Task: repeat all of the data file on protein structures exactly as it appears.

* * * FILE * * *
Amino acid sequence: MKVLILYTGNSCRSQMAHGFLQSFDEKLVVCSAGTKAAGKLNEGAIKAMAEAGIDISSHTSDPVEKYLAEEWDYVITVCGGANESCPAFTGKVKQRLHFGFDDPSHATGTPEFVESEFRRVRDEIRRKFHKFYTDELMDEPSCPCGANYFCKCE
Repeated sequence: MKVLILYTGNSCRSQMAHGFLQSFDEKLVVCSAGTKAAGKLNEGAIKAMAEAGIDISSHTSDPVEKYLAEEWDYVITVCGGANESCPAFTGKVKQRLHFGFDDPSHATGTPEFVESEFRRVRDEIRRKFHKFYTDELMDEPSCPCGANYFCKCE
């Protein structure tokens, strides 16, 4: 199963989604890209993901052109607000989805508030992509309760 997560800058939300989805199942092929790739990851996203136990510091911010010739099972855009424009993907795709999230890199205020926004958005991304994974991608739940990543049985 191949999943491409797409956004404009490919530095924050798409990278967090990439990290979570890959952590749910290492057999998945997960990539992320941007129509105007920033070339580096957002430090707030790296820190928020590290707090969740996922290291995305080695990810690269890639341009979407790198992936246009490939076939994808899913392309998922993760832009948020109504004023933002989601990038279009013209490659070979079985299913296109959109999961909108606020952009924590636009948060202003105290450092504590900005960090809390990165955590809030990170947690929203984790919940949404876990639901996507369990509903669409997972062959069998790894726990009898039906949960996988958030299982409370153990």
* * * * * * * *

Amino acid sequence: MKVLILYTGNSCRSQMAHGFLQSFDEKLVVCSAGTKAAGKLNEGAIKAMAEAGIDISSHTSDPVEKYLAEEWDYVITVCGGANESCPAFTGKVKQRLHFGFDDPSHATGTPEFVESEFRRVRDEIRRKFHKFYTDELMDEPSCPCGANYFCKCE
Repeated sequence: MKVLILYTGNSCRSQMAHGFLQSFDEKLVVCSAGTKAAGKLNEGAIKAMAEAGIDISSHTSDPVEKYLAEEWDYVITVCGGANESCPAFTGKVKQRLHFGFDDPSHATGTPEFVESEFRRVRDEIRRKFHKFYTDELMDEPSCPCGANYFCKCE
């Protein structure tokens, strides 16, 4: 199963989604890209993901052109607000989805508030992509309760 997560800058939300989805199942092929790739990851996203136990510091911010010739099972855009424009993907795709999230890199205020926004958005991304994974991608739940990543049985 191949999943491409797409956004404009490919530095924050798409990278967090990439990290979570890959952590749910290492057999998945997960990539992320941007129509105007920033070339580096957002430090707030790296820190928020590290707090969740996922290291995305080695990810690269890639341009979407790198992936246009490939076939994808899913392309998922993760832009948020109504004023933002989601990038279009013209490659070979079985299913296109959109999961909108606020952009924590636009948060202003105290450092504590900005960090809390990165955590809030990170947690929203984790919940949404876990639901996507369990509903669409997972062959069998790894726990009898039906949960996988958030299982409370153990």